Just last week Steve Jobs announced his resignation as CEO of Apple Inc. after being the mastermind behind the company for more than a decade. While the media has been buzzing with this news and the potential consequences for Apple, little has been said regarding Steve Jobs’ medical history. In January 2011, he took a medical leave of absence to focus on his health. Prior to that, Jobs also took a six-month leave of absence in 2009 and underwent a liver transplant. Even before that, Jobs underwent aggressive pancreatic cancer treatment in 2004, after which he announced he was “cured.” But what exactly is Steve Jobs suffering from?
The condition is a rare disease, about 5% of all pancreatic tumors, called a neuroendocrine tumor, or NET for short. Located in the islet cells of his pancreas, NET should not be mistaken for pancreatic cancer. Pancreatic cancers tend to kill cells quickly, whereas neuroendocrine tumors progress more slowly and have longer survival rates. There are two types of pancreatic neuroendocrine tumors, functional and nonfunctional. In January 2009, Jobs released a press statement citing “a hormone imbalance that has been “robbing” me of the proteins my body needs to be healthy.” Thus, his would be classified as a functional NET, or one that produces too much or too little of various hormones necessary for our body. Also relevant is that the disease often spreads to other parts of the body, hence the need for Jobs’ liver transplant. Treatment options include surgery (for tumors that have not spread to other parts of the body), hormone therapy, radiation and chemotherapy.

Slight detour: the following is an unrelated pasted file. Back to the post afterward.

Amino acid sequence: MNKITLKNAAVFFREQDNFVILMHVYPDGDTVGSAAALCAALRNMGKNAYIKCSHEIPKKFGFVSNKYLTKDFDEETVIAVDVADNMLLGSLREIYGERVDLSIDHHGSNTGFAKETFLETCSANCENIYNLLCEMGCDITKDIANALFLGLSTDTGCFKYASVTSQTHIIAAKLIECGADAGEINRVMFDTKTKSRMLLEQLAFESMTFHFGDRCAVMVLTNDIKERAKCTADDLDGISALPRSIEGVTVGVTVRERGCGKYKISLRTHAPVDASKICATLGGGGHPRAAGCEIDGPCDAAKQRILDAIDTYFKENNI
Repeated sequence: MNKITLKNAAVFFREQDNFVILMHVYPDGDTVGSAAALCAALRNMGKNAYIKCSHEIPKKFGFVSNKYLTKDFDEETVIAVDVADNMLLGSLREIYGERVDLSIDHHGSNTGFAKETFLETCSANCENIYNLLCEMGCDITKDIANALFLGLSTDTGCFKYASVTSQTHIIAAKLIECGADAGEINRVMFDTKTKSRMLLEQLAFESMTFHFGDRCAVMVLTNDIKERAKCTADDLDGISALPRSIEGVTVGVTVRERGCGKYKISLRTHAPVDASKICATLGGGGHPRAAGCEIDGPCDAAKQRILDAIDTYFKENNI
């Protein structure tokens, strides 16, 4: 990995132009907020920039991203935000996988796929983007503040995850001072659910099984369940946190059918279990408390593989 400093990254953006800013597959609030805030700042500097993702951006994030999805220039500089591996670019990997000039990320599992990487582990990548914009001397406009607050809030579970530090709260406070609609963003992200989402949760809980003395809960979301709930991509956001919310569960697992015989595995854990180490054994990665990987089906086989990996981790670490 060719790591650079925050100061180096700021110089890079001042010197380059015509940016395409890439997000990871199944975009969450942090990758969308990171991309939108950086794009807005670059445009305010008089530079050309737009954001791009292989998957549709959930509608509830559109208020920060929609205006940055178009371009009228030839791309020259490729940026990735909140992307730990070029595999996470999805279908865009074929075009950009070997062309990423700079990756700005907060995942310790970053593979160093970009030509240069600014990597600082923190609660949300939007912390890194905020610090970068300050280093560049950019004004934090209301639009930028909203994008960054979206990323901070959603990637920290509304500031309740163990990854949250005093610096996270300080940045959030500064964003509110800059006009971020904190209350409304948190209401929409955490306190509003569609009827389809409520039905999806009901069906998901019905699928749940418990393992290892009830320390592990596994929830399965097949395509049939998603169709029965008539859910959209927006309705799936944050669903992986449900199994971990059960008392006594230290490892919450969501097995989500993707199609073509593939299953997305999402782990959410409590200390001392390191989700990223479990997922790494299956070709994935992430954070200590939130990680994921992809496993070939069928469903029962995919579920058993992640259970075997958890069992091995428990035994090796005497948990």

Steve Jobs’ condition has brought significant awareness to NETs and other hormonal tumors such as carcinoid. The Carcinoid Cancer Foundation is especially thankful to the former CEO for all the press attention he has brought to these rare cancers. Since over 90% of carcinoid and NET cancer patients are incorrectly diagnosed and treated, critical needs for these conditions include awareness and early diagnosis. It is often within the 5 to 7 year period from initial symptoms to proper treatment that the disease spreads.